SBS 2011 backup rotation

I've configured SBS 2011 to backup to an external USB drive. I've added a second drive. How do I confiture SBS 2011 to use the second disk or to create a rotation?

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Randy DownsOWNERCommented:
This is for regular drives but maybe it will work for you -
Use the Backup Wizard in the SBS Console to add the second drive to the pool. Once added, it will automatically be detected and will rotate accordingly.

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Larry Struckmeyer MVPCommented:
Here is the Official SBS Blog page for this.  The Official Blog is a good place to search for SBS related items.
jwmarkertAuthor Commented:
I initially attached a 2GB usb drive (Backup 1) and configured SBS2011 to backup to that drive. The Backup history indicates Status: Successful, Backup items: C:, E, Destination Backujp 1. Later I added a second drive (Backup 2) on another usb port. Other than adding the backup drive, I have seen nothing that indicates to me that I have to tell the system to use the second drive. Did I miss something? I also see nothing in the history that indicates that Backup 2 has been used. As far as I know, system is not using Backup 2.

How can I tell if anything is written to Backup 2? How would I indicate to system that I removed one of the drives for off  premisis storage?
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Larry Struckmeyer MVPCommented:
While I don't like this answer, this is the offical answer.  Attach all the devices at the same time.
Rob WilliamsCommented:
After configuring the backup you simply add drives. The SBS determines when you switch them and it will indicate in the console each day if the back up was successfully or not. It uses what ever drive is attached at the time. There is no need to ever have multiple drives attached at the same time and doing so will 'confuse' the procedure. Unfortunately the log does not tell you to which device it backed up 1,2, 3, but if it was successful and only one drive was attached you are good. There is no set rotation period it just does an incremental from the last backup on that particular device. The first backup on any new drive takes much longer as it does a full backup.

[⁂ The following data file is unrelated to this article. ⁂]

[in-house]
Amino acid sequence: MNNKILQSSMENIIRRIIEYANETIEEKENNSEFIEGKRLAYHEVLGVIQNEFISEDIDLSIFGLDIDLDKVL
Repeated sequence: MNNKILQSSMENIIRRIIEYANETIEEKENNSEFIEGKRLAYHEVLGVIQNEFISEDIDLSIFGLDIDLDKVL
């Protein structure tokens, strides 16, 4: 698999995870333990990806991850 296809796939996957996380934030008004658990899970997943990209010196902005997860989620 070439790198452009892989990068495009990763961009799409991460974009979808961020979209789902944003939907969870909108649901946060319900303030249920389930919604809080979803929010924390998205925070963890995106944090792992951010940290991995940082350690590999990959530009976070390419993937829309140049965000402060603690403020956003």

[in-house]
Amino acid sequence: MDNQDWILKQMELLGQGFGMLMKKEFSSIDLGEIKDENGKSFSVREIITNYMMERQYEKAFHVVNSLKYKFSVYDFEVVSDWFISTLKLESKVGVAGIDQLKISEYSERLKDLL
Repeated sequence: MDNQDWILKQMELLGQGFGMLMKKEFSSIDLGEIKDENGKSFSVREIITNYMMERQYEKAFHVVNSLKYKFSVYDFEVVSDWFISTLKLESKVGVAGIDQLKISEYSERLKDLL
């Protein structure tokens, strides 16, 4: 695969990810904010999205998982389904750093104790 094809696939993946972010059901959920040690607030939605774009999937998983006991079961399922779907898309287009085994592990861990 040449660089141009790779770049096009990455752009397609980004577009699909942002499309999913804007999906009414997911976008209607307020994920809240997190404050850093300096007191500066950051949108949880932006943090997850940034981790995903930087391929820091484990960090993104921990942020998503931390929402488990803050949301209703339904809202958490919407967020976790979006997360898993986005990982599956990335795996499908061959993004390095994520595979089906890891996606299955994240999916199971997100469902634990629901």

The backup actually works EXTREMELY well, easily, and makes for very simple restore.
jwmarkertAuthor Commented:
I'm going to remove Backup 1 tonight and execute Backup Now and see if system reports success backing upto Backup 2. Is there a way to view a listing of what is on the disk or do I just have to assume Microsoft has done everything correctly and there will be no problems when the first disaster strikes?

Basically, how can I determine that everything is working.

Rob WilliamsCommented:
The SBS console has basic reporting as to the success of the backup and I find that to be quite accurate. There is more detailed logging under:
Administrative tools | event viewer | Applications and services logs (takes a minute to expand when you click on it) | Microsoft | windows | Backup | Operational